Contemplating dramatic work changes can feel overwhelming when your personal life is in flux already. But many people actually find they thrive professionally over the long term after a divorce or separation; sometimes the fear of financial instability proves just as powerful a motivator as the freedom to make career decisions outside of a toxic marriage. Since your home life is changing, now is probably a great time to reassess what you need from your career.

The Kickass Single Mom: Be Financially Independent, Discover Your Sexiest Self, and Raise Fabulous, Happy Children by Emma Johnson.

For instance, if you’ve traveled extensively for work and will now share custody and visitation of your children, you may want a career that keeps you home more often, or at least offers a more flexible schedule. Whatever the case may be, take advantage of the pressing need for these changes to seek out a career move that works for you.

If you work part time, it’s probably time to find full-time employment, even if there are small children at home whom you care for. Only rarely can ex-spouses expect to be fully supported financially by way of alimony and child support, and lifetime alimony is being phased out in most states. A career and income of your own is likely the best financial security for you, your family, and your relationship with your ex. No matter what, the sooner you take steps to improve your income, the more quickly you can move forward.

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4. Avoid Making Sudden Moves

But even while you’re contemplating significant long-term changes, there are some moves you shouldn’t make hastily. Never quit your job or turn down a big promotion. Deliberately trying to minimize your income in order to reduce your alimony or child support payments, or so you can qualify for receiving more alimony or child support, never pays off. Not only can this be held against you in divorce proceedings, but the ramifications for your future career and income are potentially infinite. Likewise, you should never take large loans, or otherwise cash out on your retirement accounts or pension or life-insurance plans, until after all legal proceedings have been finalized.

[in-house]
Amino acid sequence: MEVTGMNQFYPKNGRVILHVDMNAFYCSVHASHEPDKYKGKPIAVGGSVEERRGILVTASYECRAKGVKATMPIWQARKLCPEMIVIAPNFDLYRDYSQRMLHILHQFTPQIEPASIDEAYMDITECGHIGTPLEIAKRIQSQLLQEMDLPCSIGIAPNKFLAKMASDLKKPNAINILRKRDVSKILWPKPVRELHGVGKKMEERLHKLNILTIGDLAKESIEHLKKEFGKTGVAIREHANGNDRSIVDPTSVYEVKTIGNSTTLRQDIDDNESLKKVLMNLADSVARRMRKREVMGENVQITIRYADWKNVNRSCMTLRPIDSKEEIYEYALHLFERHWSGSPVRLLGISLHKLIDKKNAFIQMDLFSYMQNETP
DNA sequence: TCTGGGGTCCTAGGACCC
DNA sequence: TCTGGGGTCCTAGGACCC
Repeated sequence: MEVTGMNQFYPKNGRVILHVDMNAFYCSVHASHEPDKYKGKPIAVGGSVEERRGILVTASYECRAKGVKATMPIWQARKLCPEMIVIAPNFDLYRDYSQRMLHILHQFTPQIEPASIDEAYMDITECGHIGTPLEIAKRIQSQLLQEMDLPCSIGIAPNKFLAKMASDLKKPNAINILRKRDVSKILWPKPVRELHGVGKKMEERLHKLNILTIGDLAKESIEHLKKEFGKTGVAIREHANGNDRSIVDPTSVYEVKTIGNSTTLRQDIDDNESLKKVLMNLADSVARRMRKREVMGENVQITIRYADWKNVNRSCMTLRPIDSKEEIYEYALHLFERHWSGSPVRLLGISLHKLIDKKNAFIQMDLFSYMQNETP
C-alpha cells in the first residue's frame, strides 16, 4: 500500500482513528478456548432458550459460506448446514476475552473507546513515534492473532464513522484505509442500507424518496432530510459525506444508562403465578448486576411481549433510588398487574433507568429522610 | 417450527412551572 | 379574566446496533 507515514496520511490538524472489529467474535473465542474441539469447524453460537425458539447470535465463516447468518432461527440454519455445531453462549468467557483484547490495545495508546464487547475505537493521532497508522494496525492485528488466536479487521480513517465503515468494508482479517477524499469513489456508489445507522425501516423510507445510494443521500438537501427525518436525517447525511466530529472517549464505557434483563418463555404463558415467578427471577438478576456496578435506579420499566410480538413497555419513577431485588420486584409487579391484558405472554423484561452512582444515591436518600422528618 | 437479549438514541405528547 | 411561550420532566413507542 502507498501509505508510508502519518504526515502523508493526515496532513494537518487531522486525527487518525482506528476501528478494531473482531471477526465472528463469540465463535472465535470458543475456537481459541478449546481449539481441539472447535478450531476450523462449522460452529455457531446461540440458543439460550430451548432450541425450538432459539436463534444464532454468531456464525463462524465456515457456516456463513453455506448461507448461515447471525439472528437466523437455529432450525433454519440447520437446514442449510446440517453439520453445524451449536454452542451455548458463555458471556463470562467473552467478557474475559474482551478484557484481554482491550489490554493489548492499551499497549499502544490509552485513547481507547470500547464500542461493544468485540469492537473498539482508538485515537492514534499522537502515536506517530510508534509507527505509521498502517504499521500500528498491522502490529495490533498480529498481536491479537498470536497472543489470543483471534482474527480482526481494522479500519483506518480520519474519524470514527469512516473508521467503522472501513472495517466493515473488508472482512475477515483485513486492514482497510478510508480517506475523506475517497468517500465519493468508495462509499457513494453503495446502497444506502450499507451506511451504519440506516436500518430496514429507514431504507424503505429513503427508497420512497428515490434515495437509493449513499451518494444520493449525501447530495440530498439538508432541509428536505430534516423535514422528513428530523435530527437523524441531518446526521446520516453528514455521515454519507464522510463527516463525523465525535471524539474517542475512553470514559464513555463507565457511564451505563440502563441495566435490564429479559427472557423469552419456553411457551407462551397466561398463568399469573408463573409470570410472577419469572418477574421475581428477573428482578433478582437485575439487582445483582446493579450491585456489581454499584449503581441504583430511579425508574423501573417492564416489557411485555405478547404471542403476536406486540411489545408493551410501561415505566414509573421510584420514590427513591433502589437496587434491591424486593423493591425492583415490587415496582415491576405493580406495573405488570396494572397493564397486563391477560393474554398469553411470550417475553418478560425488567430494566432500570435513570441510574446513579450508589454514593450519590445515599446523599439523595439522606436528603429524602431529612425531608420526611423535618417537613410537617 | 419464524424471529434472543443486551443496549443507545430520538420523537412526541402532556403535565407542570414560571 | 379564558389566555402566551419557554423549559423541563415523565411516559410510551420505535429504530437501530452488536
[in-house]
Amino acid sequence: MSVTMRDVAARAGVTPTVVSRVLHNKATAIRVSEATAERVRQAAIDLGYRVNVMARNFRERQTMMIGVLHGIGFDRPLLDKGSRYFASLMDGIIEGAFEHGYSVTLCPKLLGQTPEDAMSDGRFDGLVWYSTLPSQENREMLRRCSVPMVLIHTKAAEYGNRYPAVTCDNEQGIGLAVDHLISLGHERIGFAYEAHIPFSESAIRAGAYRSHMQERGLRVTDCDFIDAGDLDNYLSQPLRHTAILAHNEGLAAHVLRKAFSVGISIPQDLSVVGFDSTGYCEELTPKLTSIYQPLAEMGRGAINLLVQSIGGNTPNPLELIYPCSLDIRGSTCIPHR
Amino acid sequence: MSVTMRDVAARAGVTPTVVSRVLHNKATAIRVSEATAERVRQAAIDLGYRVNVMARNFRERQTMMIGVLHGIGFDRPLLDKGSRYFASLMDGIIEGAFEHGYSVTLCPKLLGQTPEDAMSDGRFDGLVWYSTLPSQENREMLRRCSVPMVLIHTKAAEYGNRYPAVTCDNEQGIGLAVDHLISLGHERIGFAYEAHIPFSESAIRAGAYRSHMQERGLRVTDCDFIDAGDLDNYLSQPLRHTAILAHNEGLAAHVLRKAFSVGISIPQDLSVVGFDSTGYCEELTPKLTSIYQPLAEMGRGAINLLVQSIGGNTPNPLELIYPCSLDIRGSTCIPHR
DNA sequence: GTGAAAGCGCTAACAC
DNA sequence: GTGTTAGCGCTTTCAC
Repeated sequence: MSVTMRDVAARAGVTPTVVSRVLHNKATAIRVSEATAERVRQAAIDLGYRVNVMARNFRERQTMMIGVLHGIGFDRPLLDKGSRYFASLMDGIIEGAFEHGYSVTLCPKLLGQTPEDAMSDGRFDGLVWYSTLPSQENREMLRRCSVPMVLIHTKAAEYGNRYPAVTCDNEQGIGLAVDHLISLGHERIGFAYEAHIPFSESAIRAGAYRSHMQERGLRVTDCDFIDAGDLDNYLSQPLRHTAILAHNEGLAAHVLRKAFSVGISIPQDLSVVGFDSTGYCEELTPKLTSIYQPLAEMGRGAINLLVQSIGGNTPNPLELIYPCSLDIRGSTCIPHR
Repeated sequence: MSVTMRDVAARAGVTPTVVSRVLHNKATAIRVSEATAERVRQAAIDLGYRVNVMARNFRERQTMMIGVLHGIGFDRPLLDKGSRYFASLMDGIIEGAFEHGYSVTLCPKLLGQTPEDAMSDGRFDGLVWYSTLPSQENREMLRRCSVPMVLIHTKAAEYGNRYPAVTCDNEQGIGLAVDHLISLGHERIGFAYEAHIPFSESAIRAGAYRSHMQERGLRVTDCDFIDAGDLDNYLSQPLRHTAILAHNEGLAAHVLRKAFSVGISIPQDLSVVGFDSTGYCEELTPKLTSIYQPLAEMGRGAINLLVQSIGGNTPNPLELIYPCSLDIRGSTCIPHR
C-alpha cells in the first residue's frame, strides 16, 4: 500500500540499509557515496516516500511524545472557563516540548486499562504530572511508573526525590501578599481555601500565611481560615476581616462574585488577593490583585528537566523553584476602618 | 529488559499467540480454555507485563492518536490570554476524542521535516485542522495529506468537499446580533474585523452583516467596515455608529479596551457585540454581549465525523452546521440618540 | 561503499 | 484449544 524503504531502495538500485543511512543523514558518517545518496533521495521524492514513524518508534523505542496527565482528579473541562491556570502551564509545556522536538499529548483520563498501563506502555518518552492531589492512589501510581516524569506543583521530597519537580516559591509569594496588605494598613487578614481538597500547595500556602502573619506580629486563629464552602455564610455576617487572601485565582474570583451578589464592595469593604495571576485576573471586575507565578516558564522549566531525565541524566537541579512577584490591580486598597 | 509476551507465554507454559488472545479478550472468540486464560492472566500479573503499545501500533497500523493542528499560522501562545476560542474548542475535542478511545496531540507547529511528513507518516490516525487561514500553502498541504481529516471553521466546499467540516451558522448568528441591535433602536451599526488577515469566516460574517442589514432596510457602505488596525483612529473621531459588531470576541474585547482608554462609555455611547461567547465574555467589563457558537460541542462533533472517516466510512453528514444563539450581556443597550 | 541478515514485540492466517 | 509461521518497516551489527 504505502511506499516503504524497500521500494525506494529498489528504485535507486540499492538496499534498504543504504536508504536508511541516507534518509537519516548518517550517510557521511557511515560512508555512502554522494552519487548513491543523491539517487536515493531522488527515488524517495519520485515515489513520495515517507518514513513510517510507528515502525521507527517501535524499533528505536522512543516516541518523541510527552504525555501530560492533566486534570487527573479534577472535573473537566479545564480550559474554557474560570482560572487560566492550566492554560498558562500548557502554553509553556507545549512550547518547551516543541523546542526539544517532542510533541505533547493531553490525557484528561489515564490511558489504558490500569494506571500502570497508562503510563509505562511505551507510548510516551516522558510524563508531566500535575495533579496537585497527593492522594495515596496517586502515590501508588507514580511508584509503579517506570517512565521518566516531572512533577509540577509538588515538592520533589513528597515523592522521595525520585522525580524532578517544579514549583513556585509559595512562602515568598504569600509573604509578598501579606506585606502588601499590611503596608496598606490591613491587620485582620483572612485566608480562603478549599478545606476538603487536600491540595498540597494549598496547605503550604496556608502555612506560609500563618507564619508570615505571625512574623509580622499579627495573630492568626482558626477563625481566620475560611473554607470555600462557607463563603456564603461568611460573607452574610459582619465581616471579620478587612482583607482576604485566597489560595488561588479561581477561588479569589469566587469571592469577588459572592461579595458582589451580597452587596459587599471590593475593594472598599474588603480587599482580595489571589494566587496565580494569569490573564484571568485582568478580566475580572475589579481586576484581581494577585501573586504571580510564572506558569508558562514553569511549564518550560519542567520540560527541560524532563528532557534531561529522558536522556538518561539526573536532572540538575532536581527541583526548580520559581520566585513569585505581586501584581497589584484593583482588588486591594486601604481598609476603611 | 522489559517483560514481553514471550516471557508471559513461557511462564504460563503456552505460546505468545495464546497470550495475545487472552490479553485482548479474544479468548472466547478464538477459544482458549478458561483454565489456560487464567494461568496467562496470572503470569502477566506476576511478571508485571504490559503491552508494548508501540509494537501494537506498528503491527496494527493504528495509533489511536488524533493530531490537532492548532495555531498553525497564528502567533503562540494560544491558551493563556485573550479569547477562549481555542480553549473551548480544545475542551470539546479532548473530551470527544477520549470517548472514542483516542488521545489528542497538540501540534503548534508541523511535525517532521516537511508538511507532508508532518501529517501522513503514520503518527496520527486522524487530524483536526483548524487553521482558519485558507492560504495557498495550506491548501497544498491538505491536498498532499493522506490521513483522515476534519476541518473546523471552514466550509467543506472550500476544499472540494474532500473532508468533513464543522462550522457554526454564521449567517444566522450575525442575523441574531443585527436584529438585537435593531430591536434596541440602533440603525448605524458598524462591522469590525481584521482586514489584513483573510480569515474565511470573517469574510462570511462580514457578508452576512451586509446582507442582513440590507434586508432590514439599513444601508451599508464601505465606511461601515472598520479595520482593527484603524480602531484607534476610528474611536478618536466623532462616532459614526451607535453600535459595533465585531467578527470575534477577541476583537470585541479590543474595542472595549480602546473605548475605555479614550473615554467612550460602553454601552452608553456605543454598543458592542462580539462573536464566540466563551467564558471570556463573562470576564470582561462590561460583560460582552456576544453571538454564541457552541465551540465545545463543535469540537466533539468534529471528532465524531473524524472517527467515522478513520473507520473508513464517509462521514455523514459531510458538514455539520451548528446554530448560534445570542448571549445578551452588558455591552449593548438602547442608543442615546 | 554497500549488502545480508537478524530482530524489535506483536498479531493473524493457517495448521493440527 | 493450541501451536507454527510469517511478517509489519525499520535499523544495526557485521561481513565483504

5. Take Care Of Your Mental Health

This can be one of the most stressful times of your life. Build self-care into your routines, including your workday. This means committing to healthy eating (including work lunches), minimizing after-work happy hours, hitting the gym before going to the office or during your lunch break, and getting fresh air and a walk at least once a day. It’s the little habits like these that can matter the most.

Avoid at all costs taking calls with your lawyer or others during the workday, and try not to spent too much time discussing the details of your separation even with close colleagues. Your career can be a constant safe haven during the chaos of a breakup, so make sure you’re not sabotaging that crucial piece of stability in your life. You’ll protect your mental health this way and may even see unexpected career growth as a result.


Emma Johnson is the author of The Kickass Single Mom: Be Financially Independent, Discover Your Sexiest Self, and Raise Fabulous, Happy Children, creator of the popular blog WealthySingleMommy.com, and host of the podcast, “Like a Mother,” where she explores issues facing professional moms like herself.